Louis de Bernières
Photograph © Ivon Bartholomew
Louis de Bernières is one of the UK's leading, bestselling novelists. Captain Corelli's Mandolin has now sold over 4 million copies worldwide, has been translated into 36 languages and was made into a Hollywood film starring Nicolas Cage and Penélope Cruz. Louis is an experienced speaker who is invited regularly to contribute to festivals worldwide. In discussing his own creative process, he can inspire and motivate your audience.
Louis was born in London in 1954. After graduating in Philosophy from the Victoria University of Manchester, he took a postgraduate certificate in Education at Leicester Polytechnic and passed his MA, with distinction, at the University of London. He has held various jobs: landscape gardener, mechanic, officer cadet at Sandhurst, and schoolteacher in both Colombia and England.
His first novel, The War of Don Emmanuel's Nether Parts, was published in 1990 and the following year it won the Commonwealth Writers' Prize, Best First Book Eurasia Region. His second novel, Señor Vivo and the Coca Lord, won the same prize a year later. Louis completed his 'Latin American trilogy' in 1992, with the publication of The Troublesome Offspring of Cardinal Guzman. All three works were influenced by his experience of living and working in Colombia. In 1993, he was also selected by Granta magazine as one of the Best of Young British Novelists.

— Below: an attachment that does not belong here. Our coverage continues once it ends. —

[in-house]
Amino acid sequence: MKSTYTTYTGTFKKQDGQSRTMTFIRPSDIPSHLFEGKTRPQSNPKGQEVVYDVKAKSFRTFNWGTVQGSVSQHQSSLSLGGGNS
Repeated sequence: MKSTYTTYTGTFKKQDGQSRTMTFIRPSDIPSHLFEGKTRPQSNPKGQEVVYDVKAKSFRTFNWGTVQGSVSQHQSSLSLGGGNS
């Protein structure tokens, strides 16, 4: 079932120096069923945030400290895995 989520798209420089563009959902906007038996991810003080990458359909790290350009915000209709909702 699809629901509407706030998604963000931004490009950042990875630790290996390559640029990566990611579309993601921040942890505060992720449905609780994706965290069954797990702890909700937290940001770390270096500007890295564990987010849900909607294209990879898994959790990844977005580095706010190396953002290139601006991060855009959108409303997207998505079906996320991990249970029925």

Captain Corelli's Mandolin (1994) tells of the love affair between an Italian soldier and a local Greek girl in occupied Cephallonia in World War II. It also won the Commonwealth Writers' Prize and became one of the most talked about books of recent years. Red Dog, a novella charting the life of a popular dog in Western Australia, followed in 2002 and was made into a film, to be released in the UK in 2012.
Louis' next epic narrative, Birds Without Wings, was published to great critical acclaim in 2004. Set against the background of the collapsing Ottoman empire and the bitter struggle between the Greeks and Turks, it was described by the Independent on Sunday as the work of a 'mature writer, whose rage at human cruelty and stupidity is Tolstoyan'. A Partisan's Daughter (2008), set partly in 70's London and partly in wartime Yugoslavia in the early 90s, was shortlisted for the Costa Novel Award in 2009. This coincided with the publication of Louis' most recent work, Notwithstanding, a collection of stories inspired by life in the English village in which the author grew up.
» Louis de Bernières talks to Sir David Frost
Books by Louis de Bernières.